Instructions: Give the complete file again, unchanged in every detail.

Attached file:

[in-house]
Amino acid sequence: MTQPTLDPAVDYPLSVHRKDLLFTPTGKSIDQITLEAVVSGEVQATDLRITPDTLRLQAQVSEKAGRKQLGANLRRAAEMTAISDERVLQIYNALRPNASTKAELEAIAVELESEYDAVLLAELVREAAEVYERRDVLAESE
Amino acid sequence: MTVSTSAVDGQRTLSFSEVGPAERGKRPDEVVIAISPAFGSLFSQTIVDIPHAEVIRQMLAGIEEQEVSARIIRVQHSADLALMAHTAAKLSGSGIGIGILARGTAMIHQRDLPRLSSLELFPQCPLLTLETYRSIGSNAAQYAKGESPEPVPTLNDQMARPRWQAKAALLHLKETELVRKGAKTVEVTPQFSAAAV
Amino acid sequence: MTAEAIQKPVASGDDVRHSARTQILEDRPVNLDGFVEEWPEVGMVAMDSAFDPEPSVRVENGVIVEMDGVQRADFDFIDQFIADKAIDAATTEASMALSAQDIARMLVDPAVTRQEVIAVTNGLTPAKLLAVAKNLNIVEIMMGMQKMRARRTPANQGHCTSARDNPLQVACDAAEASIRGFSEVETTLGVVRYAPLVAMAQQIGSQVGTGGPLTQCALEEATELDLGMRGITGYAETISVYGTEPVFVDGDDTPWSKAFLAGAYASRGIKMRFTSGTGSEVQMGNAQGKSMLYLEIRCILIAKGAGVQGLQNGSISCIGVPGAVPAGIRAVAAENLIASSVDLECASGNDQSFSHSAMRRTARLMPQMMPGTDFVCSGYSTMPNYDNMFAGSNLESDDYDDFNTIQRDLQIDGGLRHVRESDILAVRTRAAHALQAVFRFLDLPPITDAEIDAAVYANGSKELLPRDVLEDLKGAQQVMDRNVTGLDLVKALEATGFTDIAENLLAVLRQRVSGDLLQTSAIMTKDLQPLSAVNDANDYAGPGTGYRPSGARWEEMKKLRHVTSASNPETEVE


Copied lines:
[in-house]
Amino acid sequence: MTQPTLDPAVDYPLSVHRKDLLFTPTGKSIDQITLEAVVSGEVQATDLRITPDTLRLQAQVSEKAGRKQLGANLRRAAEMTAISDERVLQIYNALRPNASTKAELEAIAVELESEYDAVLLAELVREAAEVYERRDVLAESE
Amino acid sequence: MTVSTSAVDGQRTLSFSEVGPAERGKRPDEVVIAISPAFGSLFSQTIVDIPHAEVIRQMLAGIEEQEVSARIIRVQHSADLALMAHTAAKLSGSGIGIGILARGTAMIHQRDLPRLSSLELFPQCPLLTLETYRSIGSNAAQYAKGESPEPVPTLNDQMARPRWQAKAALLHLKETELVRKGAKTVEVTPQFSAAAV
Amino acid sequence: MTAEAIQKPVASGDDVRHSARTQILEDRPVNLDGFVEEWPEVGMVAMDSAFDPEPSVRVENGVIVEMDGVQRADFDFIDQFIADKAIDAATTEASMALSAQDIARMLVDPAVTRQEVIAVTNGLTPAKLLAVAKNLNIVEIMMGMQKMRARRTPANQGHCTSARDNPLQVACDAAEASIRGFSEVETTLGVVRYAPLVAMAQQIGSQVGTGGPLTQCALEEATELDLGMRGITGYAETISVYGTEPVFVDGDDTPWSKAFLAGAYASRGIKMRFTSGTGSEVQMGNAQGKSMLYLEIRCILIAKGAGVQGLQNGSISCIGVPGAVPAGIRAVAAENLIASSVDLECASGNDQSFSHSAMRRTARLMPQMMPGTDFVCSGYSTMPNYDNMFAGSNLESDDYDDFNTIQRDLQIDGGLRHVRESDILAVRTRAAHALQAVFRFLDLPPITDAEIDAAVYANGSKELLPRDVLEDLKGAQQVMDRNVTGLDLVKALEATGFTDIAENLLAVLRQRVSGDLLQTSAIMTKDLQPLSAVNDANDYAGPGTGYRPSGARWEEMKKLRHVTSASNPETEVE